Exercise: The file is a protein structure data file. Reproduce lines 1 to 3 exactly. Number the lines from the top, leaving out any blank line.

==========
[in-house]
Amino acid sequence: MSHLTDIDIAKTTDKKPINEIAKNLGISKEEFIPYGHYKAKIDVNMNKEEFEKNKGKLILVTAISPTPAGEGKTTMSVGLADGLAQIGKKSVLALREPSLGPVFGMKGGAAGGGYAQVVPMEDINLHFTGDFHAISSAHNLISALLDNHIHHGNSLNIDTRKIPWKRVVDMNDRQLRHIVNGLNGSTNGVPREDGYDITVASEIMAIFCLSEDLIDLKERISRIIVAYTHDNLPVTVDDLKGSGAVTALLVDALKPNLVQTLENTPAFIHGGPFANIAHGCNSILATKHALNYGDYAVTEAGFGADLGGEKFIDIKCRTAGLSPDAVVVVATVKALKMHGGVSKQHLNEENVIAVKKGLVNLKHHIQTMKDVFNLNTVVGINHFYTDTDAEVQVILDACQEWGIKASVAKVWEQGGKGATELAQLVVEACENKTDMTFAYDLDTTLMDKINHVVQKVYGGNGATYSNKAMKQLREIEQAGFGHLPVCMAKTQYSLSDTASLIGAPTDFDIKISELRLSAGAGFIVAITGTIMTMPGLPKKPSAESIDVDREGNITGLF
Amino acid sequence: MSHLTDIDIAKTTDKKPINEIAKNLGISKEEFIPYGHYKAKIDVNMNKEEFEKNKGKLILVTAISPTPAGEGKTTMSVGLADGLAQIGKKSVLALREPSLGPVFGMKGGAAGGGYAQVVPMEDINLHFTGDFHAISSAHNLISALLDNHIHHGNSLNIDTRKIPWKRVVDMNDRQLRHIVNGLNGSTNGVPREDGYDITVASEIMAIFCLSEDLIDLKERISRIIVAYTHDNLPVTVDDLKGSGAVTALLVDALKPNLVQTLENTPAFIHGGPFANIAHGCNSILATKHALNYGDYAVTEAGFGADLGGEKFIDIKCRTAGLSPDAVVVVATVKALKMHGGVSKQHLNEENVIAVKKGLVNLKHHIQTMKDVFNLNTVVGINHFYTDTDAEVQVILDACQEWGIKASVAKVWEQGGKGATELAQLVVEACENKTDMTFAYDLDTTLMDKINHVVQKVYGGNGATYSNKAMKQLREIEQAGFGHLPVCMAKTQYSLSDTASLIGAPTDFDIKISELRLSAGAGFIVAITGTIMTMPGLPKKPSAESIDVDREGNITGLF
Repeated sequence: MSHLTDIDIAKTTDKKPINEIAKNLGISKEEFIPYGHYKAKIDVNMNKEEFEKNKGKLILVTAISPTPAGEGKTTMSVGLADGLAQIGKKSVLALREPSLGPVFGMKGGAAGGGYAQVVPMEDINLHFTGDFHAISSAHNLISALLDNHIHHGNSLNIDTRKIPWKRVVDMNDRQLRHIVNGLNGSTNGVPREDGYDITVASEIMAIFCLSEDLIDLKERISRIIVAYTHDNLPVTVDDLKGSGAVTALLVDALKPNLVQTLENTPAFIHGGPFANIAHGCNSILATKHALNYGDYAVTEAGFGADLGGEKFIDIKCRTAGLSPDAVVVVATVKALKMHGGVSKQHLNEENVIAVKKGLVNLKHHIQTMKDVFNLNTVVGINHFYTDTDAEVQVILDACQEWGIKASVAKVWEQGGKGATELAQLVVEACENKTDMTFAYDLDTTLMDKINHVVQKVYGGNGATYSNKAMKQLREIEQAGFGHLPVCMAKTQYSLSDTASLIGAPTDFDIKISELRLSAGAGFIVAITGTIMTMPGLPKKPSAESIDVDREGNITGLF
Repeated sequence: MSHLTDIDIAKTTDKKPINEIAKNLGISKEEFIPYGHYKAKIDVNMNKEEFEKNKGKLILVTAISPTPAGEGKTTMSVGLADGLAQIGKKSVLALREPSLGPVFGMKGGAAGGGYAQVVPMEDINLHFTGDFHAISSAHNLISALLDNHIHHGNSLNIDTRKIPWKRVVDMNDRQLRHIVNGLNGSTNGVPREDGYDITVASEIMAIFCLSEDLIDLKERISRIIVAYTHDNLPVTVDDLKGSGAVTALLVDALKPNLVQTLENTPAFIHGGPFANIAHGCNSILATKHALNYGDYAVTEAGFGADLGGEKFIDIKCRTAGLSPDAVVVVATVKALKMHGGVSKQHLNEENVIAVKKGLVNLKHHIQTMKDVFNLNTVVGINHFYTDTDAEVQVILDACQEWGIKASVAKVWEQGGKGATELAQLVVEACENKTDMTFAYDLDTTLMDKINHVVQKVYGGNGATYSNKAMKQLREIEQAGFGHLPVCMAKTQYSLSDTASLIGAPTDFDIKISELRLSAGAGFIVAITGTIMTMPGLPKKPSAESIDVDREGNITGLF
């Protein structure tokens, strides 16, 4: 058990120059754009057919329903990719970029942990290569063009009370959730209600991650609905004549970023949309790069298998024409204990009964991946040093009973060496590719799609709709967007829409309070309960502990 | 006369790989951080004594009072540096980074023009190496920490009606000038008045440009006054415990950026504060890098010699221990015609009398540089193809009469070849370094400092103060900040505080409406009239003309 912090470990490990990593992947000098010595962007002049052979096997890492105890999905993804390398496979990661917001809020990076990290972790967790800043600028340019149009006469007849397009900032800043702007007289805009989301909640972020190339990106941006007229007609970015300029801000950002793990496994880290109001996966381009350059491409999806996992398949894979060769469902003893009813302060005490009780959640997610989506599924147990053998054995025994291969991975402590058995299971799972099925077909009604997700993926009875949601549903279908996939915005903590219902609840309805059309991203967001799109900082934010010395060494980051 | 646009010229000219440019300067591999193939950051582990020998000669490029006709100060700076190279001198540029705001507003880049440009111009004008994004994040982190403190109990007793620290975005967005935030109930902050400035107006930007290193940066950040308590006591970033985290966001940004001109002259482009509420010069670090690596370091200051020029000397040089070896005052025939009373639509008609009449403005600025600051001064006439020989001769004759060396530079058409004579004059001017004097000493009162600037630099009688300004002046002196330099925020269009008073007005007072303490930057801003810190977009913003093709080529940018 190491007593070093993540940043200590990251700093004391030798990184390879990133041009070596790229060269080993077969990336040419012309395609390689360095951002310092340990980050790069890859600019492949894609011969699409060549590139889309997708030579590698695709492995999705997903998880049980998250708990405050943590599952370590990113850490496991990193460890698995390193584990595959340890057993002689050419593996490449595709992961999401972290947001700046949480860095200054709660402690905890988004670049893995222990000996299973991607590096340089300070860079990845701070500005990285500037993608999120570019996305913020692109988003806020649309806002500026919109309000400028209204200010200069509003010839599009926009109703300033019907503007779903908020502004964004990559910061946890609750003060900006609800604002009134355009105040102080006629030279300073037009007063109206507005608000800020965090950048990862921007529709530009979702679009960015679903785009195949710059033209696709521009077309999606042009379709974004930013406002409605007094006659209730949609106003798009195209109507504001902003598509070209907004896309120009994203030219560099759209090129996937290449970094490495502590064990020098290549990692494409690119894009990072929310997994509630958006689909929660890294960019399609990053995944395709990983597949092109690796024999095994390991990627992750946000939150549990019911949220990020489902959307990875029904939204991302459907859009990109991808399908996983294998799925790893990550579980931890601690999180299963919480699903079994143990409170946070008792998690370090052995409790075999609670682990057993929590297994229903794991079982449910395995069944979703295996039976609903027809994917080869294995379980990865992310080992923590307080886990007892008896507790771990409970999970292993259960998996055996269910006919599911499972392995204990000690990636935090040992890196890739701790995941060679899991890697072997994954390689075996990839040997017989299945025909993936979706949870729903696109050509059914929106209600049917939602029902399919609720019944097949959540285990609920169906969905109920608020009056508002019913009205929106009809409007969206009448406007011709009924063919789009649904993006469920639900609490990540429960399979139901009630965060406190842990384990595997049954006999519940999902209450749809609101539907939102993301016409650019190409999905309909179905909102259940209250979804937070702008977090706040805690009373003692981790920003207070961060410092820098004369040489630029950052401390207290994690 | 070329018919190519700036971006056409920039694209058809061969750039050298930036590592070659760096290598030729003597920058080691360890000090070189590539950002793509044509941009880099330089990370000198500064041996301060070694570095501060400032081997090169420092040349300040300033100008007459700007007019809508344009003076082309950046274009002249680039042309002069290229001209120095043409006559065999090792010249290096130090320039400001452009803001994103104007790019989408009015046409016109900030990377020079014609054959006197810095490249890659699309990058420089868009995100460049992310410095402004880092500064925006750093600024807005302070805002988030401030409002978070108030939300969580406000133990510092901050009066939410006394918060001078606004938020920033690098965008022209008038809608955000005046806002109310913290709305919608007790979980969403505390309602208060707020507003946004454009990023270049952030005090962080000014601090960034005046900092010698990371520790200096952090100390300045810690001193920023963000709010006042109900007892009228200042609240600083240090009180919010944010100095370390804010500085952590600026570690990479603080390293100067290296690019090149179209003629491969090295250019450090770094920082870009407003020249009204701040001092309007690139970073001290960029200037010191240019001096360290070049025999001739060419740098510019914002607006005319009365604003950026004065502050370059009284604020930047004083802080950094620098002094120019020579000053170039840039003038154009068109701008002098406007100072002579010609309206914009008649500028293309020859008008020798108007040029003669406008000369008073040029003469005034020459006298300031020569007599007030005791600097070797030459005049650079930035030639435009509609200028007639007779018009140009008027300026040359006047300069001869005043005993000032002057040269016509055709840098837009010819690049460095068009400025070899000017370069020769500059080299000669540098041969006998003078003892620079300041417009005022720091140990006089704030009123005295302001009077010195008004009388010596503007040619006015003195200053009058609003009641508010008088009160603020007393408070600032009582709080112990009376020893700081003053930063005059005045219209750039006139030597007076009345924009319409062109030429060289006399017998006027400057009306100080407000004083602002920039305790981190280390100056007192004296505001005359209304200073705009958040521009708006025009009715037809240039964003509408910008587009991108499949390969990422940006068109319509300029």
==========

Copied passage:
[in-house]
Amino acid sequence: MSHLTDIDIAKTTDKKPINEIAKNLGISKEEFIPYGHYKAKIDVNMNKEEFEKNKGKLILVTAISPTPAGEGKTTMSVGLADGLAQIGKKSVLALREPSLGPVFGMKGGAAGGGYAQVVPMEDINLHFTGDFHAISSAHNLISALLDNHIHHGNSLNIDTRKIPWKRVVDMNDRQLRHIVNGLNGSTNGVPREDGYDITVASEIMAIFCLSEDLIDLKERISRIIVAYTHDNLPVTVDDLKGSGAVTALLVDALKPNLVQTLENTPAFIHGGPFANIAHGCNSILATKHALNYGDYAVTEAGFGADLGGEKFIDIKCRTAGLSPDAVVVVATVKALKMHGGVSKQHLNEENVIAVKKGLVNLKHHIQTMKDVFNLNTVVGINHFYTDTDAEVQVILDACQEWGIKASVAKVWEQGGKGATELAQLVVEACENKTDMTFAYDLDTTLMDKINHVVQKVYGGNGATYSNKAMKQLREIEQAGFGHLPVCMAKTQYSLSDTASLIGAPTDFDIKISELRLSAGAGFIVAITGTIMTMPGLPKKPSAESIDVDREGNITGLF
Amino acid sequence: MSHLTDIDIAKTTDKKPINEIAKNLGISKEEFIPYGHYKAKIDVNMNKEEFEKNKGKLILVTAISPTPAGEGKTTMSVGLADGLAQIGKKSVLALREPSLGPVFGMKGGAAGGGYAQVVPMEDINLHFTGDFHAISSAHNLISALLDNHIHHGNSLNIDTRKIPWKRVVDMNDRQLRHIVNGLNGSTNGVPREDGYDITVASEIMAIFCLSEDLIDLKERISRIIVAYTHDNLPVTVDDLKGSGAVTALLVDALKPNLVQTLENTPAFIHGGPFANIAHGCNSILATKHALNYGDYAVTEAGFGADLGGEKFIDIKCRTAGLSPDAVVVVATVKALKMHGGVSKQHLNEENVIAVKKGLVNLKHHIQTMKDVFNLNTVVGINHFYTDTDAEVQVILDACQEWGIKASVAKVWEQGGKGATELAQLVVEACENKTDMTFAYDLDTTLMDKINHVVQKVYGGNGATYSNKAMKQLREIEQAGFGHLPVCMAKTQYSLSDTASLIGAPTDFDIKISELRLSAGAGFIVAITGTIMTMPGLPKKPSAESIDVDREGNITGLF